We get stuck in a traffic jam and react by throwing expletives at the person driving the car in front of us, the traffic police, and the government.
We get cold calls from random companies or marketing agencies and we snap at them, telling them rudely to never call us again (the poor man is only doing his job, for God’s sake).
We order food at home and due to a technical error in the eatery’s website it turns out to be a wrong order or missing something that we were craving, we make sure not only not to tip the delivery guy, but also insult him, as if it’s his fault that our order was mixed up, and then we leave an angry 1-star review on their social media page or send an angry email (I’m guilty of doing this at least once).
In short, in response to most negative situations in our lives, we don’t act; we react. We react as if we have no control over our thoughts and behavior, as if we are programmed robots, as if our automatic response, no matter how rude and inappropriate, is only natural and therefore justified.
Even though most of our reactions to life circumstances are automatic and mindless, we DO have control over our thoughts and behaviors. We are not programmed robots. We don’t have to respond on auto-pilot. We can be proactive i.e. we can choose our response.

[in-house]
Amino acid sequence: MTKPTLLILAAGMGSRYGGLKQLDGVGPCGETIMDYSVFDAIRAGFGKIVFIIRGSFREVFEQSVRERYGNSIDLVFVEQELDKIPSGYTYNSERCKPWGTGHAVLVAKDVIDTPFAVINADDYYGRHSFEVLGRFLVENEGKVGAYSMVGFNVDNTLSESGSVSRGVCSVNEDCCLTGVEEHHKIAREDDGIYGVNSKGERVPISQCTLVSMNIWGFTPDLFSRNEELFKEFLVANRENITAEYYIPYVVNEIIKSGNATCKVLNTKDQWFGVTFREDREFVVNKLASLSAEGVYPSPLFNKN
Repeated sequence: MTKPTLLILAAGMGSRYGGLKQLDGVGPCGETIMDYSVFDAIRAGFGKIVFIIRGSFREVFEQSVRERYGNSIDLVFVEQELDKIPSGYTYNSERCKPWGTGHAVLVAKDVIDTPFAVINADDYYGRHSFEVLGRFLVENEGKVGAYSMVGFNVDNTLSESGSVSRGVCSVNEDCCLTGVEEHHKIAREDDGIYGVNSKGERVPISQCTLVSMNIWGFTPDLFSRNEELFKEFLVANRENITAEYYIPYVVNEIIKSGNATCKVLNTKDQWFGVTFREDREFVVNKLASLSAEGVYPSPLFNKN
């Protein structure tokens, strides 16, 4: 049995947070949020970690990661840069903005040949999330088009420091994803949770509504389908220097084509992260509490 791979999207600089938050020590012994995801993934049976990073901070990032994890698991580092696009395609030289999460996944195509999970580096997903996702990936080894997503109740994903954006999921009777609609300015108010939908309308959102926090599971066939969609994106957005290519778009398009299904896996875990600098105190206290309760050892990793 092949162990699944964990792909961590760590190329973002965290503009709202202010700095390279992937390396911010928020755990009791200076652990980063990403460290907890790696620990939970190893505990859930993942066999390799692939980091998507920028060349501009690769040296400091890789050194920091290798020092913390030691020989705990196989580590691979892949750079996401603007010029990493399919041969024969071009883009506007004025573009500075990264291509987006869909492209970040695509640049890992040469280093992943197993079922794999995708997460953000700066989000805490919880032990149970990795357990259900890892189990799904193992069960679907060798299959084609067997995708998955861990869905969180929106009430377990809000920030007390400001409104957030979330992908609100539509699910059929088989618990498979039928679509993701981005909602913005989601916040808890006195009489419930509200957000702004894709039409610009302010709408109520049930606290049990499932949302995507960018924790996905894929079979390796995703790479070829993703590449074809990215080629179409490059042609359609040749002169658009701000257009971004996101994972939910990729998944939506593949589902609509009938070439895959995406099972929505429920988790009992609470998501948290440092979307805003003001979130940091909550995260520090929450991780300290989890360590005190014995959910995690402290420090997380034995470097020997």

But how, you may ask. Let me tell you.
Whenever something unpleasant or negative happens to you, pause and take the metaphorical step back, remind yourself that you have the freedom and power to choose your response to this situation.
Think of the consequences, the impact of whatever you’re going to say or whatever you’re going to do, on the other person or people. If the potential impact of your words or behavior is negative, change your response. Choose a better, more positive response. It’s really that simple.
In the moments of choice, it’s worth asking ourselves, what’s to be gained?
It’s also okay to be a little selfish and think of your own good, think of the impact of the event and your reaction on your own mental peace. Is it all really worth the trouble? Why disturb your mental peace for something that doesn’t really matter and is not even worth the trouble?
When you react, it means something or someone else is in control. When you act, YOU are in control. Why let circumstances dictate how you feel? Why let circumstances control your thoughts and actions? If you say your boss insulted you, why are you letting his negative behavior control your feelings and behavior and ruin your mood and happiness? If you say that you’re angry and frustrated because of traffic or bad weather, why are you letting it frustrate you?
If someone or something has power over you, or has the power to control you, your thoughts and your actions, it’s because you have given them that power. Why give anything this power and control in the first place?
Take it back.